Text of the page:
The “carrots” were economic opportunities, alternatives to cutting down trees within kipunji habitat for timber, firewood or charcoal, or poaching. Working closely with government partners such as the forest service, WCS established woodlots for firewood; introduced beekeeping projects for income generation; initiated community ranger programs; supported native tree nurseries for habitat restoration; and more.

Alongside the sticks and carrots, WCS and government partners initiated a comprehensive education program targeting villages within 5 km (3 mi) of the protected forests. These included wildlife clubs in primary and secondary schools, film screenings, and educational programs for adults that stressed the importance of the forest for water catchment and other ecosystem services.

Continuous environmental education was an important component of the program.
Continuous environmental education was an important component of the program, says Sophie Machaga, WCS’s Southern Highland Project Director. That included working with schools, wildlife clubs and adults to raise awareness about natural ecosystems and build a sense of pride in the area’s unique biodiversity, including the kipunji. Image courtesy of Tim Davenport.

People from the local communities, including hunters and loggers, sometimes worked alongside the WCS team for forest surveys or other conservation work, which provided opportunities to exchange ideas, Machaga says. She credits those kinds of deep conversations, and the continuous education program, with changing people’s attitudes.

Even though some of the WCS activities have ceased, people haven’t returned to hunting or logging. And when people see illegal activities going on in the forest, they now alert WCS or other authorities, Machaga says. That, she adds, shows the people have truly taken ownership of the forest resources.

This combination of approaches over the past 20 years appears to have worked, given the researchers’ findings of a growing and expanding population of kipunji. The kipunji was on the Primates in Peril list of 25 most endangered primates three times — in 2006-2008, 2008-2010, and 2018-2020 — but was not on the most recent list.

Yet despite these increases, the total kipunji population, now estimated at 1,966 individuals when the Udzungwa population is included, is still alarmingly low, and classified on the IUCN Red List as endangered.

Francesco Rovero, associate professor of ecology at the University of Florence in Italy and a researcher with the Udzungwa Ecological Monitoring Centre, Tanzania, says the smaller Udzungwa population has remained relatively stable, estimated at 60-150 individuals, according to surveys done in 2006 and 2016.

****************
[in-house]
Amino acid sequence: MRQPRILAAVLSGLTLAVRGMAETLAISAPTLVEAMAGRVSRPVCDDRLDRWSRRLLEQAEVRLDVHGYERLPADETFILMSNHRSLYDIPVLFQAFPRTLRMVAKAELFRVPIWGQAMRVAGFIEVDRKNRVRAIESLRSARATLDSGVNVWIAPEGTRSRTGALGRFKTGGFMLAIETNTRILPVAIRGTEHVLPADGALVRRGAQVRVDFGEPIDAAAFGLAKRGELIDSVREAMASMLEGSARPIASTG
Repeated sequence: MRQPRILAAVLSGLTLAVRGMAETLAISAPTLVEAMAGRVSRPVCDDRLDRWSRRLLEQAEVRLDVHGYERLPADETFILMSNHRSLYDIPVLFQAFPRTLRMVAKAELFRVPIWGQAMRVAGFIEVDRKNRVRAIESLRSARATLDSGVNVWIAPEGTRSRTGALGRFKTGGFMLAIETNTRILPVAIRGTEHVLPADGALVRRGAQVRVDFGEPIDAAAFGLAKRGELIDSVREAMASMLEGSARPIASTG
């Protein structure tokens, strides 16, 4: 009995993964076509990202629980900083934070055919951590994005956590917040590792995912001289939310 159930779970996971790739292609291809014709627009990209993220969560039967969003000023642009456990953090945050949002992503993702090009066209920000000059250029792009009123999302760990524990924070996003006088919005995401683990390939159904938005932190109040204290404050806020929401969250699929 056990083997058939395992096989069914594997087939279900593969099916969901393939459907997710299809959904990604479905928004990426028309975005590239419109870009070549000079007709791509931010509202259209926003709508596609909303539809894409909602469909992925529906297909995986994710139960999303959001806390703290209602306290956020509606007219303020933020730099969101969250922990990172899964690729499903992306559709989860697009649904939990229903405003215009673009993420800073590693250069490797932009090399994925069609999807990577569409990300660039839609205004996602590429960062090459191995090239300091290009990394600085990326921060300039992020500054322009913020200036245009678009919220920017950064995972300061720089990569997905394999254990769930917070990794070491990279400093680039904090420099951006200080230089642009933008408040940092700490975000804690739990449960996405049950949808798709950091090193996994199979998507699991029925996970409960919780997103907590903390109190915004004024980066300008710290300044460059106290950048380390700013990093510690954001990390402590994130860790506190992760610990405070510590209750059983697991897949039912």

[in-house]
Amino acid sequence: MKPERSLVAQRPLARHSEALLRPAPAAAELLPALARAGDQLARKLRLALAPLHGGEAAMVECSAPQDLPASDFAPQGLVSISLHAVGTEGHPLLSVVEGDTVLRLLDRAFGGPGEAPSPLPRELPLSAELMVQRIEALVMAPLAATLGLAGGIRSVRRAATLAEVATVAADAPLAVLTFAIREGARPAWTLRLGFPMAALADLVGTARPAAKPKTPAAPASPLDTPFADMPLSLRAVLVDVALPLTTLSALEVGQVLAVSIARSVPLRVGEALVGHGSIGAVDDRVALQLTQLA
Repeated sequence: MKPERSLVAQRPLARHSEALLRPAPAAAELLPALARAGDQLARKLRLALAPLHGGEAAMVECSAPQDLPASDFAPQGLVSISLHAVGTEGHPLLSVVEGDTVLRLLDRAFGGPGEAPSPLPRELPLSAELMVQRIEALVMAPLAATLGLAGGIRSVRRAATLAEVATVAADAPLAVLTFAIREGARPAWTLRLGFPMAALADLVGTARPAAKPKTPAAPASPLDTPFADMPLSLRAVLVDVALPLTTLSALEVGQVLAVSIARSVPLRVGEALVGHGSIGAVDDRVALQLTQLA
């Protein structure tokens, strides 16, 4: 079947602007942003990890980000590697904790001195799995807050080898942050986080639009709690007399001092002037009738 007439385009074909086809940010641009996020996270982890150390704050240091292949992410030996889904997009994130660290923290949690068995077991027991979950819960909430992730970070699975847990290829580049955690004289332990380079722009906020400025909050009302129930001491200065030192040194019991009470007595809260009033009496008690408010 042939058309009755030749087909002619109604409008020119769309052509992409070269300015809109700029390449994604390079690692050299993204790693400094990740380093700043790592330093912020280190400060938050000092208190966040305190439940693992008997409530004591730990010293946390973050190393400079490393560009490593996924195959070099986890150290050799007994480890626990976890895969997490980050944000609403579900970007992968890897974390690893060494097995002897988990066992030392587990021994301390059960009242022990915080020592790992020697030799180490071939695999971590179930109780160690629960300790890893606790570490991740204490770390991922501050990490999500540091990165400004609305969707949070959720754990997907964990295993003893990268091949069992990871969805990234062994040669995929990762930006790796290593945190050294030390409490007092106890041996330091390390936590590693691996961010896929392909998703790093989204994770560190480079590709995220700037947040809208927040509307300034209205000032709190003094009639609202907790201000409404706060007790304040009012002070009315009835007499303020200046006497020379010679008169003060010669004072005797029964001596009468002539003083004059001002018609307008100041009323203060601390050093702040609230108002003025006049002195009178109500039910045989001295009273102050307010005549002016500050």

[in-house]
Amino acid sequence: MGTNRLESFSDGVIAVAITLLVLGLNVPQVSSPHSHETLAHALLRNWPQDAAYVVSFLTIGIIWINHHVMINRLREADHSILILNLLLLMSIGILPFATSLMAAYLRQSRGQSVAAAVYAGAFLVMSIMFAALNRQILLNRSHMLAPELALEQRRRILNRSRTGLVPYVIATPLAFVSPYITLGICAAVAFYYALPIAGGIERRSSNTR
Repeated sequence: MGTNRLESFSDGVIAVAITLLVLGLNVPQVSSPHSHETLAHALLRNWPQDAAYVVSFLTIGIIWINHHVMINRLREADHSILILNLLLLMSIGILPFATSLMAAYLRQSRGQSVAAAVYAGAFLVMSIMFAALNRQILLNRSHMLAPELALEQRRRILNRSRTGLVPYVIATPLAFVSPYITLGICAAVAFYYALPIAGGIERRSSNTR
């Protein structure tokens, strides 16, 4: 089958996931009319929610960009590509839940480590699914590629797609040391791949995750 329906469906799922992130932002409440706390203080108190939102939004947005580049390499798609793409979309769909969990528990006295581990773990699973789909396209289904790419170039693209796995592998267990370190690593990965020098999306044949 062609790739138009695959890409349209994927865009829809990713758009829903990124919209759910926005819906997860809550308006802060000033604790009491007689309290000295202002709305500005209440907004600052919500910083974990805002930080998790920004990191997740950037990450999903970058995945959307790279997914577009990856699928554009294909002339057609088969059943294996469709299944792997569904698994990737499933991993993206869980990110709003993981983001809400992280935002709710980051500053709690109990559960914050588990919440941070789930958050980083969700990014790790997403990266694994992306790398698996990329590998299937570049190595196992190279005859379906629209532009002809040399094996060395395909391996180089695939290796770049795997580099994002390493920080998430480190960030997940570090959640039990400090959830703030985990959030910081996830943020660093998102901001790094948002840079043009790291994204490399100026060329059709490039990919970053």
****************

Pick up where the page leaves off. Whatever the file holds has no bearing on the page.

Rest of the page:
In the Udzungwa Mountains, the forest is more remote and in good condition, so Rovero says it’s unclear why the kipunji population has remained low and confined to a small area. It could be it’s simply a remnant population that never managed to expand, or that there’s competition from other species such as the Sykes’ monkey (Cercopithecus albogularis), or that, despite appearances, the habitat isn’t optimal.

“Really, this is an open question,” Rovero says.

A kipunji.
Kipunji live in mixed groups of males and females, are not generally territorial, and often associate with other primates. Image courtesy of Tim Davenport.

Still, the overall story of the kipunji, so far, is one of sustained recovery. The ratio of adult females to subadults and juveniles in the Southern Highlands indicates that the population is still increasing, according to the 2022 paper. The authors note that if current forest protection continues, the population could double over the next 25 years, and expand into new areas of forest.

Ultimately, the fate of the kipunji will rest with the Tanzanian government and local communities. Davenport says international NGOs can be an important bridge between the two, but it’s not their role to be there forever.

“You’re permanently looking for the end game. And there are now opportunities, there are people doing tourism, both the Tanzania Forestry Service [and] Tanzania National Parks is doing good stuff,” he says. “It’s not perfect by any means. There are still pressures, there are still, just as anywhere in the world, illegal activities. There is still poverty around the edge. But it’s in a considerably better place than it used to be.”

Banner image: Kipunji live in montane and submontane forests at elevations between 1,152 m asl and 2450 m, according to the latest census. They prefer steep sided gulleys and valley edges. Image courtesy of Tim Davenport.